Founder of the Huffington Post (which was sold to AOL in 2011 for more than $300 million), Ariana Huffington says she always wanted to be a mother. Yet re-marrying at 35, and having her first baby delivered stillborn, she didn't give birth until she was 38 and again at 40. As a working mother of two girls, Huffington has been open about the fact:“I always felt guilty. I think that’s something which every working mother feels. And it’s really horrible because I don’t think I would’ve been happy if I was not working.”

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6 Dianne Green

Dianne Green

Unlike the ‘college-kid-coding’ Silicon Valley success story you normally hear, Dianne Green is a highly respected engineer who chose to do her own thing, raise her kids, and start Bebop Technologies in 2012- a cloud based computing company. Google bought it for $380 million, hired her and she donated her almost her entire share ($149 million) to charity. Green is now bringing unity to the fragmented cloud-based technology industry by cultivating partnerships.

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7 Stella McCartney

Stella McCartney

With former Beatle Sir Paul McCartney for a father, Stella McCartney might not be expected to suffer from the same worries as other working mothers but she admits “I feel guilty because I don’t do either of the things well: neither work 100 per cent, nor being a mother 100 per cent.” McCartney, 39, who is married to Alasdhair Willis and is a mother of four, has always been determined to be known in her own right- independent of family titles. The designer’s ethical stance (since 2001) was ahead of her time, and while her refusal to use leather and fur is legendary, she is now she's on a mission to have us recycle what we wear too.

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8 Waris Dirie

Waris Dirie

Waris Dirie was a victim of female genital mutilation in her home of Somalia. At 13, when her parents then arranged for her to marry a man in his sixties, she ran away. Winding up alone in London, she became a successful model (and Bond girl) but couldn't forget the past injustices. Now as a mother of four children, she founded an organization called Desert Flower that combats female genital mutilation around the world. Her motto:“Every education begins with Mama. We have to rethink what we teach our sons. That's the most important thing."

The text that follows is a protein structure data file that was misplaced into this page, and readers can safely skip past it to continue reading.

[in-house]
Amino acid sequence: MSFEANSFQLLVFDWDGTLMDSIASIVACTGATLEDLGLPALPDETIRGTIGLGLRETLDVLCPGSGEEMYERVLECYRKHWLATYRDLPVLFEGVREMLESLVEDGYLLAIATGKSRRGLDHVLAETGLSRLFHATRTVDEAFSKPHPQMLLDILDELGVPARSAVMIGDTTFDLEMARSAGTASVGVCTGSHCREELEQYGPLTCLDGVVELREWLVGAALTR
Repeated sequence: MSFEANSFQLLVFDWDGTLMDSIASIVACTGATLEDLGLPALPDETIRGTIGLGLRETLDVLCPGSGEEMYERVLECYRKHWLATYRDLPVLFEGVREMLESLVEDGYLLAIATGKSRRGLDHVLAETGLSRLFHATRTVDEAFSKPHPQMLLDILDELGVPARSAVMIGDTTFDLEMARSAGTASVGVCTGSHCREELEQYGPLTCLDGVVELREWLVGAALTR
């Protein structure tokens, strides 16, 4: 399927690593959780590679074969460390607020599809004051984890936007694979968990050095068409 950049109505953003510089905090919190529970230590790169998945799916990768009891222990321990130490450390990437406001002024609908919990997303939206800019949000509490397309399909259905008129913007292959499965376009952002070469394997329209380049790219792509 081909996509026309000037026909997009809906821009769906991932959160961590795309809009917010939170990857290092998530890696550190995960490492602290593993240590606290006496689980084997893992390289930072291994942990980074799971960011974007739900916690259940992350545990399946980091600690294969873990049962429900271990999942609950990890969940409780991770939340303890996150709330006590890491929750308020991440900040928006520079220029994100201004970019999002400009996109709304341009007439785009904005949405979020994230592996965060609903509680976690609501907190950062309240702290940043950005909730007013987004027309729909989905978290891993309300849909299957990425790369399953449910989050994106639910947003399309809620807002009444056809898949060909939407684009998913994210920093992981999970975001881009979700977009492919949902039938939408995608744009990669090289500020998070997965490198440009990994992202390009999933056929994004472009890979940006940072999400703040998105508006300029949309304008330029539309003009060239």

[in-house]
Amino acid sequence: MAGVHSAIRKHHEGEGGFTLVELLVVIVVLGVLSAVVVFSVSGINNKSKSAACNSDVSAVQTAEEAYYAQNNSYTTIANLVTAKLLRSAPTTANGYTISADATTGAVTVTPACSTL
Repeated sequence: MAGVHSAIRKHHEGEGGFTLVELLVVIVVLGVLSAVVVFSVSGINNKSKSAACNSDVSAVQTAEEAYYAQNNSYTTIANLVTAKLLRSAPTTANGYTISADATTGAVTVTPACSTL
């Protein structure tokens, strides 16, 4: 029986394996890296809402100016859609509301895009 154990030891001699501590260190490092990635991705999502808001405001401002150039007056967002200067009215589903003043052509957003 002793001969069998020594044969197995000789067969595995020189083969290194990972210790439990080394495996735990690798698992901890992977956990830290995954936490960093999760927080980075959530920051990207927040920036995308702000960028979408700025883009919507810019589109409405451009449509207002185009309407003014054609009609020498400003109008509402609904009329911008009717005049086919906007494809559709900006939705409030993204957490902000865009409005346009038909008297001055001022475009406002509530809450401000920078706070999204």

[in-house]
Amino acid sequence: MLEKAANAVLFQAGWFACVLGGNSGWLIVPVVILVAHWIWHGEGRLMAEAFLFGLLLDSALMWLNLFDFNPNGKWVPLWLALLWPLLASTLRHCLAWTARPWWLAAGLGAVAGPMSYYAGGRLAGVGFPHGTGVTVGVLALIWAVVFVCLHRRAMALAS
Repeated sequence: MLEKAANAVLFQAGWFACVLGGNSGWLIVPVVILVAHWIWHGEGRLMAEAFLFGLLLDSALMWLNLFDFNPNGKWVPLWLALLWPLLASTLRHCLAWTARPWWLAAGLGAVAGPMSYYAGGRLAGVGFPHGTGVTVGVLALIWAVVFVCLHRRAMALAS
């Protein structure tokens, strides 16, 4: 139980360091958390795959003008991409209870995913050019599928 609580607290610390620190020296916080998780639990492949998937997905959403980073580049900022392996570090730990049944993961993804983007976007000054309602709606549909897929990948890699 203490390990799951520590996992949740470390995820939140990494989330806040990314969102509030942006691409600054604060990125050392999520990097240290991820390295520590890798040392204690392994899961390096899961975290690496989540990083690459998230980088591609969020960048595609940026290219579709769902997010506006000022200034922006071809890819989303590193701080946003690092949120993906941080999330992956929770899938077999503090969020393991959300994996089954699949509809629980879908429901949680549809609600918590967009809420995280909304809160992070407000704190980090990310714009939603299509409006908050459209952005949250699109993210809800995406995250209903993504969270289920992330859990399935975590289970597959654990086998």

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9 KATHY HEADLEE

KATHY HEADLEE

Kathy Headlee, a mother of seven (the youngest of whom she adopted from Romania), started Mothers Without Borders to help orphaned children around the world. The idea came to her in a dream in 1992, and she has since led a group of volunteers to distribute relief supplies to orphanages and train caregivers in Romania, Bolivia, Bosnia, Guatemala, India, Mexico, Zimbabwe, Uganda, and Nepal. Her ethos? "I can't help them all," she says, "but I can make a difference in the lives of a few. These kids feel invisible, but they do have a voice. Each of those little voices deserves to be heard."

10 Dani Johnson

Dani Johnson

Dani Johnson, may be mother of 5 children (and 7 grandchildren), but still coaches thousands of women on how to overcome adversity and debt. Abused and molested between the ages of three to 16, by the time she was 19 she was destitute, homeless and living out of her car with $2.03. She decided to change tact by putting up a flyer for a weight loss program in a popular coffee shop- within hours she'd received 25 responses and knew she was onto something. She went on to earn her first million in just two years and has since been launching businesses and coaching other women to do the same.